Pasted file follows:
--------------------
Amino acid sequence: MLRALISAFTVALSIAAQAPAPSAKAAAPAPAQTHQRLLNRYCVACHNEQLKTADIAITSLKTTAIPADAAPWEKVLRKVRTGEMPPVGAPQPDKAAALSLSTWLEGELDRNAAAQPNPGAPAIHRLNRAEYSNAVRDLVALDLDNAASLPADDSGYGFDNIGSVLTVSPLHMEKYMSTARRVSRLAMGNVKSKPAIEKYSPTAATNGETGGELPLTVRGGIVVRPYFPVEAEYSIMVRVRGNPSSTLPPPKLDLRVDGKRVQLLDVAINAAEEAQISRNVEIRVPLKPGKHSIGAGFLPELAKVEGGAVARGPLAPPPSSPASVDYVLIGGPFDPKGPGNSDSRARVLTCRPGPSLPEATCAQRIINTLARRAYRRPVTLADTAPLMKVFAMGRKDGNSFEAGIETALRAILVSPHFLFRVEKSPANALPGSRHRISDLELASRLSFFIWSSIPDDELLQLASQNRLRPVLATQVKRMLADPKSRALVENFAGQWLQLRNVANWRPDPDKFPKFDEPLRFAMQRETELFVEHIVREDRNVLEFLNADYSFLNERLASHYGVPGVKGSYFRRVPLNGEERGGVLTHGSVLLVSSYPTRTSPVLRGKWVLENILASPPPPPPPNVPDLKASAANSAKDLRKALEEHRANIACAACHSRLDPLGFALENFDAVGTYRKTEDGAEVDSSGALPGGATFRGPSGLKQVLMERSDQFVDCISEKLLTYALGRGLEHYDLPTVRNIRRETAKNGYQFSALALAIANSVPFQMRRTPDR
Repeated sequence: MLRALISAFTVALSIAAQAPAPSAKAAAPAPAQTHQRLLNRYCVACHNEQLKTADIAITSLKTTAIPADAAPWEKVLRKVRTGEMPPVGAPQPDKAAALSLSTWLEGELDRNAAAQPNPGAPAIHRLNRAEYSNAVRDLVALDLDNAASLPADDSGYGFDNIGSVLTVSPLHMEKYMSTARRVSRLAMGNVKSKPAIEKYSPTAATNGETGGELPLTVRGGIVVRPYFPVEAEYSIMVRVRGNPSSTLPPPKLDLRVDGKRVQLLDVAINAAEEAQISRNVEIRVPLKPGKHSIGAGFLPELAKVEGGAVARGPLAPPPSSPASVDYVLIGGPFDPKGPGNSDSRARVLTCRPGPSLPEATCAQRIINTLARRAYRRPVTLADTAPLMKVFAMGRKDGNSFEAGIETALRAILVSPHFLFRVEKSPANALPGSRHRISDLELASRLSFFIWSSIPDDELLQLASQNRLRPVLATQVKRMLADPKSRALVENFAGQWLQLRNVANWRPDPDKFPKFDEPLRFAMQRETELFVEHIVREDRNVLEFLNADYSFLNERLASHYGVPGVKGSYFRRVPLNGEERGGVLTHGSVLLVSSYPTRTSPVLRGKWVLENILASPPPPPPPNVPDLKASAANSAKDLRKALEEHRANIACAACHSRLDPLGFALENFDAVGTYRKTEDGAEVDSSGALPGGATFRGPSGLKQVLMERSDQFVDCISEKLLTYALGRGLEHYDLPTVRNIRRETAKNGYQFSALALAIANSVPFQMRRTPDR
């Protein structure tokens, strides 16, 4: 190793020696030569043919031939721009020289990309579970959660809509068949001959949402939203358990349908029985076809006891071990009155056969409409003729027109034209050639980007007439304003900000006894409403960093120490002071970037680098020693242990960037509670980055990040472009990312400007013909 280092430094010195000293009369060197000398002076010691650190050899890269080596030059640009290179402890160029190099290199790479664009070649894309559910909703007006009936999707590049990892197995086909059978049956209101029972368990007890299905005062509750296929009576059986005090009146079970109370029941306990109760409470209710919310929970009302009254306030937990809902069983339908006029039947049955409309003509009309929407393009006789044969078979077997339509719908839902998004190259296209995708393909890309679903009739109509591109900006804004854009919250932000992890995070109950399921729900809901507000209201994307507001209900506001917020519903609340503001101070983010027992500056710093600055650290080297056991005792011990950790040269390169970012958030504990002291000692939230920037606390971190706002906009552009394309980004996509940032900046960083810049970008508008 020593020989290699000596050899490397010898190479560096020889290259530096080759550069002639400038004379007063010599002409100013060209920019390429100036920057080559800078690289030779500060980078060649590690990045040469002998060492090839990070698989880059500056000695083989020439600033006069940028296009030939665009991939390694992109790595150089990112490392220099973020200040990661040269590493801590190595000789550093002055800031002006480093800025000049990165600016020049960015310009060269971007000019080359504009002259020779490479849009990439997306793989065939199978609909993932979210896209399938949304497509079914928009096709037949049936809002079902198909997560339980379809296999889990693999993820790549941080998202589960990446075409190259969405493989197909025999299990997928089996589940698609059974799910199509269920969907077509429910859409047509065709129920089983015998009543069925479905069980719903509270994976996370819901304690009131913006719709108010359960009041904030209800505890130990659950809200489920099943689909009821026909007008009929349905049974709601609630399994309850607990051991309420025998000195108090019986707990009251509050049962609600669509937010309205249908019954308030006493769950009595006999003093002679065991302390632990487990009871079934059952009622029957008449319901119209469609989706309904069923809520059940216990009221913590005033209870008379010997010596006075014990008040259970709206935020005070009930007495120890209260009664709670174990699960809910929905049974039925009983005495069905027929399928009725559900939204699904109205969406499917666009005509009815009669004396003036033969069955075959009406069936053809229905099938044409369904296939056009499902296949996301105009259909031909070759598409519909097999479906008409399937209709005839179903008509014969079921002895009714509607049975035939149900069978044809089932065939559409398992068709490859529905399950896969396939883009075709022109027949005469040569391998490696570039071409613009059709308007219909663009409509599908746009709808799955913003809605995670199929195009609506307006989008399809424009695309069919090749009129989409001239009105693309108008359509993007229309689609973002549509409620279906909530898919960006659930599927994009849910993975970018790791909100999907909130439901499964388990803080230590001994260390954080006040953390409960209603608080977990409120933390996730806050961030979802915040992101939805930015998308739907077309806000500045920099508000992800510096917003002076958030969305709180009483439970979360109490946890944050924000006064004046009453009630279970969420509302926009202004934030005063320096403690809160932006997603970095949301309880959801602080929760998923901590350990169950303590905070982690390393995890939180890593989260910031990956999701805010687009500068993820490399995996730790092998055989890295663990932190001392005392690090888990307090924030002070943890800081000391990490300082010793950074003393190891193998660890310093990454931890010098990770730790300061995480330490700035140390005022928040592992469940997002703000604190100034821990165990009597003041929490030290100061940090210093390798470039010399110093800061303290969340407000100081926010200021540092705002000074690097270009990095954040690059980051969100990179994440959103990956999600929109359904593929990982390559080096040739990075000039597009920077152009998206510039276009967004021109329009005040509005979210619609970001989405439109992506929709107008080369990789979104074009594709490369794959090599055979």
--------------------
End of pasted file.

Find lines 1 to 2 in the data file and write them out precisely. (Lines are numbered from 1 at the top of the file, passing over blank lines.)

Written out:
Amino acid sequence: MLRALISAFTVALSIAAQAPAPSAKAAAPAPAQTHQRLLNRYCVACHNEQLKTADIAITSLKTTAIPADAAPWEKVLRKVRTGEMPPVGAPQPDKAAALSLSTWLEGELDRNAAAQPNPGAPAIHRLNRAEYSNAVRDLVALDLDNAASLPADDSGYGFDNIGSVLTVSPLHMEKYMSTARRVSRLAMGNVKSKPAIEKYSPTAATNGETGGELPLTVRGGIVVRPYFPVEAEYSIMVRVRGNPSSTLPPPKLDLRVDGKRVQLLDVAINAAEEAQISRNVEIRVPLKPGKHSIGAGFLPELAKVEGGAVARGPLAPPPSSPASVDYVLIGGPFDPKGPGNSDSRARVLTCRPGPSLPEATCAQRIINTLARRAYRRPVTLADTAPLMKVFAMGRKDGNSFEAGIETALRAILVSPHFLFRVEKSPANALPGSRHRISDLELASRLSFFIWSSIPDDELLQLASQNRLRPVLATQVKRMLADPKSRALVENFAGQWLQLRNVANWRPDPDKFPKFDEPLRFAMQRETELFVEHIVREDRNVLEFLNADYSFLNERLASHYGVPGVKGSYFRRVPLNGEERGGVLTHGSVLLVSSYPTRTSPVLRGKWVLENILASPPPPPPPNVPDLKASAANSAKDLRKALEEHRANIACAACHSRLDPLGFALENFDAVGTYRKTEDGAEVDSSGALPGGATFRGPSGLKQVLMERSDQFVDCISEKLLTYALGRGLEHYDLPTVRNIRRETAKNGYQFSALALAIANSVPFQMRRTPDR
Repeated sequence: MLRALISAFTVALSIAAQAPAPSAKAAAPAPAQTHQRLLNRYCVACHNEQLKTADIAITSLKTTAIPADAAPWEKVLRKVRTGEMPPVGAPQPDKAAALSLSTWLEGELDRNAAAQPNPGAPAIHRLNRAEYSNAVRDLVALDLDNAASLPADDSGYGFDNIGSVLTVSPLHMEKYMSTARRVSRLAMGNVKSKPAIEKYSPTAATNGETGGELPLTVRGGIVVRPYFPVEAEYSIMVRVRGNPSSTLPPPKLDLRVDGKRVQLLDVAINAAEEAQISRNVEIRVPLKPGKHSIGAGFLPELAKVEGGAVARGPLAPPPSSPASVDYVLIGGPFDPKGPGNSDSRARVLTCRPGPSLPEATCAQRIINTLARRAYRRPVTLADTAPLMKVFAMGRKDGNSFEAGIETALRAILVSPHFLFRVEKSPANALPGSRHRISDLELASRLSFFIWSSIPDDELLQLASQNRLRPVLATQVKRMLADPKSRALVENFAGQWLQLRNVANWRPDPDKFPKFDEPLRFAMQRETELFVEHIVREDRNVLEFLNADYSFLNERLASHYGVPGVKGSYFRRVPLNGEERGGVLTHGSVLLVSSYPTRTSPVLRGKWVLENILASPPPPPPPNVPDLKASAANSAKDLRKALEEHRANIACAACHSRLDPLGFALENFDAVGTYRKTEDGAEVDSSGALPGGATFRGPSGLKQVLMERSDQFVDCISEKLLTYALGRGLEHYDLPTVRNIRRETAKNGYQFSALALAIANSVPFQMRRTPDR